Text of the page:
140. “What is a “progressive Christian?” One who makes up his or her own theology and ignores or doesn’t know the scriptures at all.”

    If that is not the definition in the dictionary, it should be. 🙂

  141. erunner says:

    PP Vet @ 135 “What significant figure in the Christian world has compromised on this issue? Other than ones who had already compromised on other significant issues? Anybody whom we otherwise respect?”

    I’m not sure if this will apply but what came to my mind were Christians who came out of the closet. I believe there was a ghost writer for Billy Graham who surprised everyone when he came out as being gay.

    There have been singers who have come out as being gay as well. Maybe those close to them were not surprised having known these individuals up close but they did surprise everyone else.

    Maybe some of these individuals are orthodox everywhere else except they believe you can reconcile being a Christian and gay?

    Do they lose their salvation if they came to grips with their homosexuality after they had a valid conversion?

    These are questions that come to mind and there are those much more qualified to tackle them than me.

    At times in the midst of people talking past one another is the indisputable fact that God will make the perfect decision when it comes to the salvation of every person who hasn’t heard, is in sin when they die, and those who after coming to faith chose to walk in a sinful life style.

  142. e,
    I don’t know that it is a heaven / hell issue as much as it is a church membership issue. Do we allow openly unrepentant people up to the table? not that they don’t sneak by, but as a church policy?

  143. Andrew says:

    What is a “progressive Christian?” One who makes up his or her own theology and ignores or doesn’t know the scriptures at all.
    Bob, first I think you need to realize we live in a “progressive” society. So this idea of counter cultural doesn’t make sense when applying it to a “progressive Christian” unless you are only referring to the sub-culture of Christianity. However when the church starts emulating Hollywood and the church elder board looks more like a corporate HR diversity and discrimination department, I believe its probably necessary to call out these “progressive Christians” for what they are really practicing which is “syncretism”.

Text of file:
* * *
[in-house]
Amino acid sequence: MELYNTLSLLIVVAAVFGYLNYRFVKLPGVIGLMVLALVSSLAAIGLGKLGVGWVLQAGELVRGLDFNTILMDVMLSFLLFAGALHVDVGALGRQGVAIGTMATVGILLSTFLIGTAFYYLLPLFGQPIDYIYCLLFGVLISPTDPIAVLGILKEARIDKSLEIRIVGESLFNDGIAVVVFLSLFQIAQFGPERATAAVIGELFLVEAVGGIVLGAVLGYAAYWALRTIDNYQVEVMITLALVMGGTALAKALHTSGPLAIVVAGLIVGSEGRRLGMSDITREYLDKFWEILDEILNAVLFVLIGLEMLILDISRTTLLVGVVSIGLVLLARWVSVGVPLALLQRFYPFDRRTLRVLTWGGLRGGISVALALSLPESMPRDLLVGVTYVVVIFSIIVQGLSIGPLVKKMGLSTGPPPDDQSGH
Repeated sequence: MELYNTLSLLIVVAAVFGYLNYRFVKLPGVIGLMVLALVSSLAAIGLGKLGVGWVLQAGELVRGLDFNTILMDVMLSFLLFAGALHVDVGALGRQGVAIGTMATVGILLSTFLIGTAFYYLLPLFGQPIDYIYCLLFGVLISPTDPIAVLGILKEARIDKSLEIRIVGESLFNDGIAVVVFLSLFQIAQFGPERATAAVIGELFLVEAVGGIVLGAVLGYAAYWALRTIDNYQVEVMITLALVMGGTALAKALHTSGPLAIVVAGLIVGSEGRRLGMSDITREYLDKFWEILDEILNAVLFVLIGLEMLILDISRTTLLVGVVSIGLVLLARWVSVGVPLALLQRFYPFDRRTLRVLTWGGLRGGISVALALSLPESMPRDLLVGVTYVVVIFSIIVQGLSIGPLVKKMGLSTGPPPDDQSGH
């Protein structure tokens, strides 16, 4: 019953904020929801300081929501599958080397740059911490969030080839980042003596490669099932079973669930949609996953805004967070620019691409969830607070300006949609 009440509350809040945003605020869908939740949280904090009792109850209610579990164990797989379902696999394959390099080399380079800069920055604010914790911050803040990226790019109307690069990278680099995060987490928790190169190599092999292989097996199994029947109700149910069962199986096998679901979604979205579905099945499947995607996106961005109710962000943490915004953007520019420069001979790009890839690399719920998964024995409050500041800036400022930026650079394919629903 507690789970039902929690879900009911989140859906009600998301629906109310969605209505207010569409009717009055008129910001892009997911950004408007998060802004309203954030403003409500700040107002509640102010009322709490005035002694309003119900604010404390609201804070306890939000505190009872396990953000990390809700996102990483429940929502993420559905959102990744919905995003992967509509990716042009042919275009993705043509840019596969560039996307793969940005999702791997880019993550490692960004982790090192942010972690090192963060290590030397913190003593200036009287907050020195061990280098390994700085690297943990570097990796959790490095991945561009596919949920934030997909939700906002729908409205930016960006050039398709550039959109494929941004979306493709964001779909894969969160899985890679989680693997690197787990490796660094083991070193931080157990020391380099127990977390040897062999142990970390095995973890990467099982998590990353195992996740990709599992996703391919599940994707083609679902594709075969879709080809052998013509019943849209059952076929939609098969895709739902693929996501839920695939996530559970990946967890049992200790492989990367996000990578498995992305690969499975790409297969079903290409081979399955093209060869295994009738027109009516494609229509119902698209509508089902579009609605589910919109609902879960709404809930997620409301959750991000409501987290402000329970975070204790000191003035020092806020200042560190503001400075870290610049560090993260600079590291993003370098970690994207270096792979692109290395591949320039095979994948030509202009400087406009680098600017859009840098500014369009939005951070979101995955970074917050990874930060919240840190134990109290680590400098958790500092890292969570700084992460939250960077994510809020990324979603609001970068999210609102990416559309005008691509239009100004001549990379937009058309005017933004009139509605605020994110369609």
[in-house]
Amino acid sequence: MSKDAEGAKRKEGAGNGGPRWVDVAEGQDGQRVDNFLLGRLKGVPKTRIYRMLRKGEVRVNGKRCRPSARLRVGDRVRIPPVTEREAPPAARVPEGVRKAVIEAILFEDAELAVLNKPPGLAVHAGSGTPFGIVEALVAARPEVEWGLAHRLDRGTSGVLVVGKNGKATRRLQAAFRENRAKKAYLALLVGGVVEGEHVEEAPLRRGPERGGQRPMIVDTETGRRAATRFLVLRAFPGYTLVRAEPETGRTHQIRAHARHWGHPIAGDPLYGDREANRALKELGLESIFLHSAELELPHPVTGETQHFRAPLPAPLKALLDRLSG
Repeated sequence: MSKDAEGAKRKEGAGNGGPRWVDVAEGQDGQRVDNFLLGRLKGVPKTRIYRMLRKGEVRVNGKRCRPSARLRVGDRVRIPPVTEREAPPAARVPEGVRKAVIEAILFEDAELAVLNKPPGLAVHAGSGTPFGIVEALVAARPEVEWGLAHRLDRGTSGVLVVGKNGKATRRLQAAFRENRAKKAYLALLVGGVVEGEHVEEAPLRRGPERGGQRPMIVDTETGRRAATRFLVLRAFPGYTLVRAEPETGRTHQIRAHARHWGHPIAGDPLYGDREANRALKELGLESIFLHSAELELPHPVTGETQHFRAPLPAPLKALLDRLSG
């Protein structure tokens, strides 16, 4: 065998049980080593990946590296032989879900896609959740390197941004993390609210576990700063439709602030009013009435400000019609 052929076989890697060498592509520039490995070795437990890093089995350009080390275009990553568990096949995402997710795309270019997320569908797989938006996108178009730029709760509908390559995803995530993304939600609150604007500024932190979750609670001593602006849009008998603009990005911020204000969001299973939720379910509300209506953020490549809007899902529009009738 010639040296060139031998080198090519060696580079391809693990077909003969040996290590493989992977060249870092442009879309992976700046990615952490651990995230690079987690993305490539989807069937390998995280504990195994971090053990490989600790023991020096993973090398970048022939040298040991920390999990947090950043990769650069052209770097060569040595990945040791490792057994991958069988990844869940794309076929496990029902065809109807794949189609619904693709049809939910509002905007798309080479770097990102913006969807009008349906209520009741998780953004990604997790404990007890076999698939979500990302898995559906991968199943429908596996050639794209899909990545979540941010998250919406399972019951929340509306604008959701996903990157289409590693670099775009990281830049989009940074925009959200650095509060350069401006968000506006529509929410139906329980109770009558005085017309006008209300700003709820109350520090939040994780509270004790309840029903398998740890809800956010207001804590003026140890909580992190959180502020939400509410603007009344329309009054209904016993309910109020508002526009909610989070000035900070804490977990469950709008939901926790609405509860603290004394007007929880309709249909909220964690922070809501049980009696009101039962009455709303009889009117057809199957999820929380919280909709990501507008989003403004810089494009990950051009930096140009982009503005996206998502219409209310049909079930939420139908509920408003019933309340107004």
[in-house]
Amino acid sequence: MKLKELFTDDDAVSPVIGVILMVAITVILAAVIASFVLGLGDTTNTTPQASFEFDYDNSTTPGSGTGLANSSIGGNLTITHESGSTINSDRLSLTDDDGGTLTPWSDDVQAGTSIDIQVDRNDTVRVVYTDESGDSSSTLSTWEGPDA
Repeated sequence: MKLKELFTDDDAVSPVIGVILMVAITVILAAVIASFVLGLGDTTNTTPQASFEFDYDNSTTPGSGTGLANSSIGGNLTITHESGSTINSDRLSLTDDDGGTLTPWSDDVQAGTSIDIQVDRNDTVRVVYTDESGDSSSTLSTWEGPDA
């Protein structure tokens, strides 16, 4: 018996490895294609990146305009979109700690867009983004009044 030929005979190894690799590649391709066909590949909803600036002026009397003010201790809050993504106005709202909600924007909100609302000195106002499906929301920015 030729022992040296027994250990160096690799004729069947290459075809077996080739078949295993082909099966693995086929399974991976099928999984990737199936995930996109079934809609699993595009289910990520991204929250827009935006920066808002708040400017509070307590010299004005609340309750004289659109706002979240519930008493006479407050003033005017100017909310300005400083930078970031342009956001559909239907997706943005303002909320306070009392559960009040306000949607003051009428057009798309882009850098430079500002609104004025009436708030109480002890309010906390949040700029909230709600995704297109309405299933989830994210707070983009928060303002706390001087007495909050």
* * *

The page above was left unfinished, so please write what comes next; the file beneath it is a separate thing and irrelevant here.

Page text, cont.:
144. Bob says:


    It won’t take 20 years for the next group to become “counter culture.” Look at Mark Driscoll, he started out as “counter culture” and started his own church. Now he’s just another pastor.

    We can name others, Furtick… the same thing happens.

    Being a Christian when compared to this culture is being “radical and counter culture,” but that’s not really what they mean at all. They want to be part of their culture and have the benefits of being a “Christian.”

    I said it before and I’ll say it again, “at some point one has to buy in and go all the way or reject it all.”

    BTW let’s keep and honor Michael by keeping a conversation going but be polite and gracious as we can in all this. Thanks!

  145. erunner says:

    MLD, ultimately it will boil down to a heaven/hell issue as each of us enter eternity, at least for those of us who believe there is a hell to be avoided.

    Church membership should never be dictated by the changing world around us no matter the pressure that might be brought.

  146. Bob says: